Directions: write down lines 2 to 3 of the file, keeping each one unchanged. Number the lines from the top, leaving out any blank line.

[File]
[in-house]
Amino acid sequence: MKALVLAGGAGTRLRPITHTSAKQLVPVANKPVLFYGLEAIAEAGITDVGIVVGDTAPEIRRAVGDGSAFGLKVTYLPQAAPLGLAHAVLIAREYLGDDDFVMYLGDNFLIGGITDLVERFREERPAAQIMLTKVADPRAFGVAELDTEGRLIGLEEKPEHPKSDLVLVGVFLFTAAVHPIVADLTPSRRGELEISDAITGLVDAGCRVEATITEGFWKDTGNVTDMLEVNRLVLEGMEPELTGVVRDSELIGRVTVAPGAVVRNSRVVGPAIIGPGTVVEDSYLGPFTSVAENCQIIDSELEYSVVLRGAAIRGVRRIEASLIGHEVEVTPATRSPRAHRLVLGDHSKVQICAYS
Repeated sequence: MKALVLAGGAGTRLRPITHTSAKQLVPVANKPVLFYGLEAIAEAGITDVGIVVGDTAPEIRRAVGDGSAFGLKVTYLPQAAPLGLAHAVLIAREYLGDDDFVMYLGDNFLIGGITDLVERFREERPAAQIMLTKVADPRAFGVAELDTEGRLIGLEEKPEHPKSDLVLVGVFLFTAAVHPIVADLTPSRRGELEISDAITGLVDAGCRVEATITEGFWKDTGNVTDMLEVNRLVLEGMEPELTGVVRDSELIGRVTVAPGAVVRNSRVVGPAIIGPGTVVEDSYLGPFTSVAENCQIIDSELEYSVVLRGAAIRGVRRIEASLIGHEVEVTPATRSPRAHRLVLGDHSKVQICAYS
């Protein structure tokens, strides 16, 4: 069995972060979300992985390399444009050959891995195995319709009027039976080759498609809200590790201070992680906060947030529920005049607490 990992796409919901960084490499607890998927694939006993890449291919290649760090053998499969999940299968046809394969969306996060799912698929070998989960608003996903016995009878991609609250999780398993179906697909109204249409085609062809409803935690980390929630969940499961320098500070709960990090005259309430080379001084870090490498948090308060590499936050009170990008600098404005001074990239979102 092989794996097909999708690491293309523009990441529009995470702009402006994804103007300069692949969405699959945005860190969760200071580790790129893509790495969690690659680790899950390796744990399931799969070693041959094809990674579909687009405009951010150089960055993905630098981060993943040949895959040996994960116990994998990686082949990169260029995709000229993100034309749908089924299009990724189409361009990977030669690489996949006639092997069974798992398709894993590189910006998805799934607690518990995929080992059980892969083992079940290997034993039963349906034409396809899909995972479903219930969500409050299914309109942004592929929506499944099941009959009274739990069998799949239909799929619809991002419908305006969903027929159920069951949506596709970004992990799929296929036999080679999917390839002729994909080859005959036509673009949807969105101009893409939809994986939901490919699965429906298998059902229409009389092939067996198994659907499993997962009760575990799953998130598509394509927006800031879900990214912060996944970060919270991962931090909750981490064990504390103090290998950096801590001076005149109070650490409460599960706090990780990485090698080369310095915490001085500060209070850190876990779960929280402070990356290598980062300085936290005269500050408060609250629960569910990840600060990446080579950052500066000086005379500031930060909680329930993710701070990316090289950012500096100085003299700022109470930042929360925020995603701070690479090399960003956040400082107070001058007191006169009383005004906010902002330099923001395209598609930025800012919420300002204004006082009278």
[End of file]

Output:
Amino acid sequence: MKALVLAGGAGTRLRPITHTSAKQLVPVANKPVLFYGLEAIAEAGITDVGIVVGDTAPEIRRAVGDGSAFGLKVTYLPQAAPLGLAHAVLIAREYLGDDDFVMYLGDNFLIGGITDLVERFREERPAAQIMLTKVADPRAFGVAELDTEGRLIGLEEKPEHPKSDLVLVGVFLFTAAVHPIVADLTPSRRGELEISDAITGLVDAGCRVEATITEGFWKDTGNVTDMLEVNRLVLEGMEPELTGVVRDSELIGRVTVAPGAVVRNSRVVGPAIIGPGTVVEDSYLGPFTSVAENCQIIDSELEYSVVLRGAAIRGVRRIEASLIGHEVEVTPATRSPRAHRLVLGDHSKVQICAYS
Repeated sequence: MKALVLAGGAGTRLRPITHTSAKQLVPVANKPVLFYGLEAIAEAGITDVGIVVGDTAPEIRRAVGDGSAFGLKVTYLPQAAPLGLAHAVLIAREYLGDDDFVMYLGDNFLIGGITDLVERFREERPAAQIMLTKVADPRAFGVAELDTEGRLIGLEEKPEHPKSDLVLVGVFLFTAAVHPIVADLTPSRRGELEISDAITGLVDAGCRVEATITEGFWKDTGNVTDMLEVNRLVLEGMEPELTGVVRDSELIGRVTVAPGAVVRNSRVVGPAIIGPGTVVEDSYLGPFTSVAENCQIIDSELEYSVVLRGAAIRGVRRIEASLIGHEVEVTPATRSPRAHRLVLGDHSKVQICAYS